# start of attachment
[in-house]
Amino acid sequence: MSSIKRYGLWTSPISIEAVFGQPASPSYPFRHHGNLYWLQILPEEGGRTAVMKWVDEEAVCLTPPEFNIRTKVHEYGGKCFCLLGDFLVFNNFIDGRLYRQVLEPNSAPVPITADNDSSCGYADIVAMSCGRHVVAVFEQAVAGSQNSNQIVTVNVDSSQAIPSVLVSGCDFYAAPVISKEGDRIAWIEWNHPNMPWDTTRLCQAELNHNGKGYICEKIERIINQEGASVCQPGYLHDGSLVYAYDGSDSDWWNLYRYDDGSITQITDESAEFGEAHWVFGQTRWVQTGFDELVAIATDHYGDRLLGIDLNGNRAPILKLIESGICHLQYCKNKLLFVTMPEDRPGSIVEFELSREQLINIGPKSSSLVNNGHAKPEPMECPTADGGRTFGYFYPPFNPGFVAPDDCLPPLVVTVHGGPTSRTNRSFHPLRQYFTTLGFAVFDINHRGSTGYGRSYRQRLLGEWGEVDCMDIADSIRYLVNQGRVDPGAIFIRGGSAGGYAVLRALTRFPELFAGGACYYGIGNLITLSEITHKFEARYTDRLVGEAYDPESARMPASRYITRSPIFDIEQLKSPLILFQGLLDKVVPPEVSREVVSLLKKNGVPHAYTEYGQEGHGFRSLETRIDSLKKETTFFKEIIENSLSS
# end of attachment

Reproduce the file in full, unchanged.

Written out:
[in-house]
Amino acid sequence: MSSIKRYGLWTSPISIEAVFGQPASPSYPFRHHGNLYWLQILPEEGGRTAVMKWVDEEAVCLTPPEFNIRTKVHEYGGKCFCLLGDFLVFNNFIDGRLYRQVLEPNSAPVPITADNDSSCGYADIVAMSCGRHVVAVFEQAVAGSQNSNQIVTVNVDSSQAIPSVLVSGCDFYAAPVISKEGDRIAWIEWNHPNMPWDTTRLCQAELNHNGKGYICEKIERIINQEGASVCQPGYLHDGSLVYAYDGSDSDWWNLYRYDDGSITQITDESAEFGEAHWVFGQTRWVQTGFDELVAIATDHYGDRLLGIDLNGNRAPILKLIESGICHLQYCKNKLLFVTMPEDRPGSIVEFELSREQLINIGPKSSSLVNNGHAKPEPMECPTADGGRTFGYFYPPFNPGFVAPDDCLPPLVVTVHGGPTSRTNRSFHPLRQYFTTLGFAVFDINHRGSTGYGRSYRQRLLGEWGEVDCMDIADSIRYLVNQGRVDPGAIFIRGGSAGGYAVLRALTRFPELFAGGACYYGIGNLITLSEITHKFEARYTDRLVGEAYDPESARMPASRYITRSPIFDIEQLKSPLILFQGLLDKVVPPEVSREVVSLLKKNGVPHAYTEYGQEGHGFRSLETRIDSLKKETTFFKEIIENSLSS